"I am from Minnesota, I make no secret of it," he said during a pre-broadcast discussion with his capacity audience. "People here have been very kind, very accepting and I am grateful for that. What Coyotes do to Gophers � I don't even want to think about that," he said, referring to the sports mascots of USD and University of Minnesota.
Looking up at the high, arched roof of the DakotaDome, he admitted that "he didn't know how he felt about domed buildings.
"I grew up in a time when there was a winter, and it kind of shapes who you are," Keillor said. "We had more winter in Minnesota than you have here, I'm not sure. There was nothing to stop that wind from Manitoba except barbed wire, and that didn't help much."
There were no "casual fans" of football games in Minnesota, because you had to sit outside wrapped in a quilt � one couldn't sit inside a domed stadium.
Vermillion, he said, "is a treasure of a town for a kid to grow up in. You have two rivers in one town � you have the little Vermillion River and then you've got big Missouri which is down below the bluff. You've got the high part of town where the businesses and the county courthouse and all of the busy serious stuff is located, and you've got the river bottoms down below."
Downtown Vermillion, he said features old buildings with beautiful antique masonry. "And you've got The University of South Dakota," he said. "It just couldn't get any better."
The radio show was filled with the homespun humor that's become a trademark of Prairie Home. There were skits about a band of settlers arriving in Vermillion to find only two bars were available for them to visit to quench their thirst � one was a highly politically correct place frequented by Democrats, the second was more informal and home to the town's Republicans � all six of them.
One of their radio adventures recreated a scene that might have taken place a century ago, with Lewis admonishing Clark for his terrible spelling in his journal.
Naturally, a bit of embellishment was included in some of Keillor's descriptions of Vermillion to his national audience.
The DakotaDome, according to Keillor, is a natural stone formation that Lewis and Clark noted in their journals, and is about the size of five football fields. It was hollowed out during the Ottoman Period in South Dakota, he added.
The facility includes features that only a person with a wild imagination like Keillor could sell to his audience.
His tale grew more and more bizarre, thanks to the help of sound effects master Fred Newman. People visit the dome during South Dakota's harsh winters, Keillor said, to surf on the wave machine in the dome's "artificial lagoon."
Farmers come in after chores, he said, to swim with the dolphins in the dome, and take rides on a Tilt-A-Whirl which throws them into the water.
At one end of the dome is a rain forest, he added, filled with wildlife.
"The university uses this for sports when it isn't being used for others things," Keillor said. "Students hold track meets in the dome, and motorcycle races are also held here."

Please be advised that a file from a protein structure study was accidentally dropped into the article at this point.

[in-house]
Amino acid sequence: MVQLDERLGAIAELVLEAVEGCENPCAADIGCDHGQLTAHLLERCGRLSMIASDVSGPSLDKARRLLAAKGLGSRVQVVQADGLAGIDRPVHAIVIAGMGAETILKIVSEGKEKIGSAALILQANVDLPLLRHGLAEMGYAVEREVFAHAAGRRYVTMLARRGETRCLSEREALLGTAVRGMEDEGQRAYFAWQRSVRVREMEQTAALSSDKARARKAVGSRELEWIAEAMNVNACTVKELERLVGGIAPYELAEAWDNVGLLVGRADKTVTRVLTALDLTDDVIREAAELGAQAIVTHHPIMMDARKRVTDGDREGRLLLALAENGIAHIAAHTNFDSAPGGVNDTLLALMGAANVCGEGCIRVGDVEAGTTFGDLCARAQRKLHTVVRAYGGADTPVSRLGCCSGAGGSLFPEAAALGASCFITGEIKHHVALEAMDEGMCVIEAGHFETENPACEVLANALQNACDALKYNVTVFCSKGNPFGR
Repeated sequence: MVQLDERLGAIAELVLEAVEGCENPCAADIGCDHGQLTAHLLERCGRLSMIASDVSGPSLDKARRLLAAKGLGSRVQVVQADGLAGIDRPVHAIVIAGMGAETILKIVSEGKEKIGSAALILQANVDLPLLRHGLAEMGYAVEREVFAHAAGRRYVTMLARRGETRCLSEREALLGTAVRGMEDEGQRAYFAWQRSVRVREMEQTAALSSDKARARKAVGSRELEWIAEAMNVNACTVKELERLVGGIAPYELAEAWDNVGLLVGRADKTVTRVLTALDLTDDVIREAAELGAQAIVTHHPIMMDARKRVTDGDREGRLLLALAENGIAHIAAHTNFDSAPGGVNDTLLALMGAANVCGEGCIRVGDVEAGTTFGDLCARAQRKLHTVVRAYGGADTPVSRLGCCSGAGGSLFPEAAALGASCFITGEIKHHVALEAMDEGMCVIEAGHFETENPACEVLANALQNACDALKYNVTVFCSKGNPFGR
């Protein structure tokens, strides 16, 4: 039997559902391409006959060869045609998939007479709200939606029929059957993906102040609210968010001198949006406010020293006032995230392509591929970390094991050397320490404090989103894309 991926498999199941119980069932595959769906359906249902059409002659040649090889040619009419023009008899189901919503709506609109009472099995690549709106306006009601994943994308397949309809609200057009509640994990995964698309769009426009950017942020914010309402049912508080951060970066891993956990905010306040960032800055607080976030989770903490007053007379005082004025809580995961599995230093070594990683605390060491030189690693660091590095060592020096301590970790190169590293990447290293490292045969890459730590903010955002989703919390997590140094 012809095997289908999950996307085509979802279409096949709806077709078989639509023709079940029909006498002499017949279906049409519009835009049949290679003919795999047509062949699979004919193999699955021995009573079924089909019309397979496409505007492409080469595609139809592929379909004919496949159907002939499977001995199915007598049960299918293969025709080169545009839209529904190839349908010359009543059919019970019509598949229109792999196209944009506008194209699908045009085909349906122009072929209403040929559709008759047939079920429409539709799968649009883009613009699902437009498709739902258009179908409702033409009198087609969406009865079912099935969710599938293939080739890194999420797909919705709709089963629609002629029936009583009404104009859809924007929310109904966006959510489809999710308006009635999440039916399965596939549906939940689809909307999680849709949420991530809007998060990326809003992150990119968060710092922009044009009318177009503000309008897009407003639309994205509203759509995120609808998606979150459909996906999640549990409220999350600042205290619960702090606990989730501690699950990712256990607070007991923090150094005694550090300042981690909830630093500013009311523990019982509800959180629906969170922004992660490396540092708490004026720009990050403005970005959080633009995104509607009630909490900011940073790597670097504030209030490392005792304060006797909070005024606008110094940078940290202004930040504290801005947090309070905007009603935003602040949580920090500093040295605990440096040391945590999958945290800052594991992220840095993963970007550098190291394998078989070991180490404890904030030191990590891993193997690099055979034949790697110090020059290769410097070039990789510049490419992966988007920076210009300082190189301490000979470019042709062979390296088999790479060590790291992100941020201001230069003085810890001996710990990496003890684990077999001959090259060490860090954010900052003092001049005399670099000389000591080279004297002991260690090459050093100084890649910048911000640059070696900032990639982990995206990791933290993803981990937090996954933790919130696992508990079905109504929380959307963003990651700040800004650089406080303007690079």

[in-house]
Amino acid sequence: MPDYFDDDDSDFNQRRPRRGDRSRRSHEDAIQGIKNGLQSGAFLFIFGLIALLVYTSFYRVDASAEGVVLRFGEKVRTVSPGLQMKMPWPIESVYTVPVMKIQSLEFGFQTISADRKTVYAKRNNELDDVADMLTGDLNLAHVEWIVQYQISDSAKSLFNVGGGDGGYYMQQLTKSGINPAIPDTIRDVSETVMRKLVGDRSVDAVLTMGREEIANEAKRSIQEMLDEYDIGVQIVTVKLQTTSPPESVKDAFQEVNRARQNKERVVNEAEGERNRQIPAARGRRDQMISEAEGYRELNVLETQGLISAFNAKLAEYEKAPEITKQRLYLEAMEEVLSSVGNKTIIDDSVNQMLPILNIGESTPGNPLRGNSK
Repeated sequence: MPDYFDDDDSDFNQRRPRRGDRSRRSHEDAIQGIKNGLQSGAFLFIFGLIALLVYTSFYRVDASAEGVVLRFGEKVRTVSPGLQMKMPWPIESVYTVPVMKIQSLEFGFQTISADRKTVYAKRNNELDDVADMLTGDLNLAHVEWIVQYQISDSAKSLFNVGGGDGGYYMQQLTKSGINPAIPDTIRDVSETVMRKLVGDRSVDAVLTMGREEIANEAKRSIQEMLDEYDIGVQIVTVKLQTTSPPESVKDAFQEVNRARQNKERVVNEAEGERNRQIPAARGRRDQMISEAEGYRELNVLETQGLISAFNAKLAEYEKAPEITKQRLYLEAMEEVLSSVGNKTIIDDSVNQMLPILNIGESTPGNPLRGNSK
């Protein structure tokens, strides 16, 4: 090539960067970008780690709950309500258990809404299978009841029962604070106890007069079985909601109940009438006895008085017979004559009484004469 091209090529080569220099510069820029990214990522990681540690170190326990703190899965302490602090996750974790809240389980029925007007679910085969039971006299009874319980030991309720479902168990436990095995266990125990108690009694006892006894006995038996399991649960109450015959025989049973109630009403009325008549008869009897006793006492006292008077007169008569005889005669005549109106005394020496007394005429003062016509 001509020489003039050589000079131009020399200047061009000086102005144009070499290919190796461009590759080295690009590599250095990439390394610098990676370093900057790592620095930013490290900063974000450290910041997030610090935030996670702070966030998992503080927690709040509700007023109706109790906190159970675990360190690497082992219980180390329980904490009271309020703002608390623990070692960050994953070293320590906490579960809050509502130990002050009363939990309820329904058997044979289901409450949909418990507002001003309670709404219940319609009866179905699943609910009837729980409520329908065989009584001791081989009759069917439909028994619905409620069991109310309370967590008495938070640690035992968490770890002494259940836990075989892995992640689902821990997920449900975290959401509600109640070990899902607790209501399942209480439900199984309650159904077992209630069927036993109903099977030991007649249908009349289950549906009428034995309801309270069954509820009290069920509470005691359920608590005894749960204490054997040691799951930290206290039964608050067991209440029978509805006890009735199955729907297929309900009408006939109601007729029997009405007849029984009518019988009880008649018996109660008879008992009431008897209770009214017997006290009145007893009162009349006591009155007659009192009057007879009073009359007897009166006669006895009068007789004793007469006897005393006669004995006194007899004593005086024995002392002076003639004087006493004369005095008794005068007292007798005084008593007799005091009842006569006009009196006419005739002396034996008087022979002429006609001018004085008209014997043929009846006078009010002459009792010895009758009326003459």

There are places to play racquetball, and "tractor dancing takes place here every Friday night," he said.
Another added sport in the DakotaDome, he said, is intercollegiate cow tipping.
The dome features a climbing wall which is a life-sized replica of Mount Rushmore, and around its edge runs the Badlands roller coaster.
"It's a beautiful place, the DakotaDome," Keillor said. "I see a few buffalo roaming down over there; no discouraging words from anybody, and I actually see some deer and antelope playing � they are playing ping-pong. They have the paddles attached to their antlers."
Keillor talked about one of Vermillion's claim to fame � Lewis & Clark visited here and shot their first buffalo. They also journeyed a few miles north of where Vermillion is located to climb Spirit Mound.
"They looked around, and observed that all the land around here was pretty flat," he said.
Dinosaur bones have been found west of Vermillion, he said.
"They died because they were bitten to death by flies," Keillor said.
The stars of the show were professional musicians who were given the opportunity to play part of of the most unique collection of instruments in the world supplied by the National Music Museum of Vermillion.
Pat Donohoe strummed a 1948 Martin guitar, and Tim Sparks shared a selection from a 1944 Gibson Southerner Jumbo guitar and a 1902 Gibson prototype guitar.
Donohoe also played beautiful melodies from a John D'Angelico jazz guitar, " a Chrysler building of a guitar," he said.
The musicians also played a Martin guitar with links to Merle Travis and Johnny Cash.
The evening's highlights included performances by Nick Curry on "The King," the world's oldest known surviving violoncello, crafted in Europe in 1545 and played by King Charles IX of France in 1562.
"Through wars and persecutions, plagues,
The coming and going of great lives,
The rise and fall of nations,
Music, the beloved art, survives," Keillor said, reading a poem he wrote in honor of the rare instrument.
Musical selections were also played by Custer's Last Band, a group of musicians who played Civil War era brass instruments and music played for Gen. George Armstrong Custer. The instruments and music are part of the collections at the National Music Museum.
Keillor wrapped up his radio broadcast by singing songs that were popular when Laura Ingalls Wilder was growing up in DeSmet.
The audience participated in the show's closing number, as the radio host led them in the singing of America, the Beautiful.